The Rumble Seat: Five Essential Techniques for Bass

These simple ideas have helped me improve consistency in my time, sound, fluidity, and other fundamental aspects of my musicianship.

I want to share some things with you that have been incredibly useful in my development as a bass player over the past 15 years. The title says it all: What are the five technique-builders you can’t live without as a bass player? Well, by no means am I about to tell you these are the only things you need to work on to become a great bass player, but these simple ideas have helped me improve consistency in my time, sound, fluidity, and other fundamental aspects of my musicianship. Essentially, this is a brief look inside my general warm-up and practice routine. I think it’s important—no matter what style of music you play—to have a solid control of the fundamentals of harmony, rhythm, and melody. The examples in this column not only focus on these three aspects of music, but they can really enhance your basic command of the instrument.

Let’s start at the beginning and take a look at an exercise I’ve used for a decade or so, and continue to use to warm up whenever I pick up the bass. The major- 7th arpeggio (1–3–5–7) is the basis for Fig. 1, which is in the key of C. As with all of the practice ideas I’m laying out here, I recommend you play this example slowly at first, perhaps with a metronome if you need some enforced discipline in your routine.

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The melodic and harmonic content in Fig. 2 is similar to Fig. 1, but this time I’m doubling up each note to really work the alternating fingers on the right hand. I find that my hands warm up at different rates when I first pick up my instrument, and by doubling up this exercise with the right hand, I give my index and middle fingers a bit more of a workout and warm them up a little quicker.

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One of the biggest technical challenges we face as bass players or guitarists is crossing strings. It was certainly a challenge for me to become more fluent at this, and I developed a little idea you can see in Fig. 3 to help strengthen all the fingers on my left hand and make sure they all operate as well as each other. In this exercise, there should be no difference in ability from using your first and second fingers or your third and fourth fingers. Again, make sure you start this one at a slow tempo and work your way up to faster tempos. It’s a drag to dive head first into something new that your muscles aren’t used to and then get injured. We don’t want that!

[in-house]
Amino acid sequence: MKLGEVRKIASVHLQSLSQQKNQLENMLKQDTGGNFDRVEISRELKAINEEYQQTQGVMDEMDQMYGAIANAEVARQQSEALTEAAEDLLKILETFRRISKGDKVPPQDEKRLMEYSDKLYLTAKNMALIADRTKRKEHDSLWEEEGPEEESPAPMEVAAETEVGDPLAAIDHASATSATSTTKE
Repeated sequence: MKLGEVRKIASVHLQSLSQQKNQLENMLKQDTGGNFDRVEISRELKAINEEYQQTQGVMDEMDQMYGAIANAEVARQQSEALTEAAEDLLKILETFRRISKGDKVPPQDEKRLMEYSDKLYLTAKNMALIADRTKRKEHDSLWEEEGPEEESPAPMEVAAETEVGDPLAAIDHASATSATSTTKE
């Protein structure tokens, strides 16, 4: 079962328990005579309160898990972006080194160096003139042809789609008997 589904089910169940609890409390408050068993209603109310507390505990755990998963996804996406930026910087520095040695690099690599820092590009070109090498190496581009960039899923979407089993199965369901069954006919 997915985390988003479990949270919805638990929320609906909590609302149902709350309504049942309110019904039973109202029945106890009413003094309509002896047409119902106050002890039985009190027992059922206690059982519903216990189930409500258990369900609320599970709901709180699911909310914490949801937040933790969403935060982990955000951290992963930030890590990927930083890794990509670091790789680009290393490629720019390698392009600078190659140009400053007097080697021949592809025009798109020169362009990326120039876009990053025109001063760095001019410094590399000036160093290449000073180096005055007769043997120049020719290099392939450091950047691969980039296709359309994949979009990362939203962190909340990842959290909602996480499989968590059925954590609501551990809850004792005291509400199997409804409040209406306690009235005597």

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Now I know that playing scales can be a drag, but in my experience there’s not really a way around it. It’s something I’ve done a lot and continue to do today. When I was first starting out, I found an old piano book that belonged to my father and I adapted a couple of exercises from that book for bass. In Fig. 4 we want to make some music out of these scales instead of mindlessly running them up and down the instrument. The idea is to make groupings of four-note cells out of the major scale you’re playing and really give both hands a workout. I suggest you use this one idea as a starting point for making up your own exercises out of major or minor scales.

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The last idea I want to put forward to close out this column is a little more advanced, but totally playable by anyone out there if you spend just a little time getting the basic idea under your fingers. It’s not only a great technique builder, but it also deals with resolving a diminished-7th arpeggio (1–b3–b5–bb7) to a minor root. You’ll notice that Fig. 5 starts out with an ascending C# diminished-7th arpeggio and then descends with a D minor arpeggio.

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In terms of harmony, I’m thinking about the C#dim7 functioning as an altered-dominant chord without the root (in this case, you could think of it as A7b9 and play all of those notes over an A pedal) with the resolution establishing the root tonality of D minor. This gives me a way of resolving from the dominant to the root with a movement of just a half-step (C#–D) in the bass. It also gives me a slightly different way to think about a straightforward minor arpeggio, and get my fingers on the left hand working outside of their comfort zone with some pretty similar harmonic material.

I hope you can find some ideas in here that help your playing—they’ve certainly helped me improve. And I hope these examples can serve as a starting point for you to create similar exercises that suit the way you play.

Janek Gwizdala
Janek Gwizdala has been on the international music scene for more than 15 years. His touring, recording, and production credits range from being musical director for V.V. Brown and Delta Goodrem, to working with such jazz legends as Mike Stern, Pat Metheny, Randy Brecker, Hiram Bullock, and Wayne Krantz. Janek has been a clinician the world over, giving lectures at leading music schools and conservatories. For more information, visit

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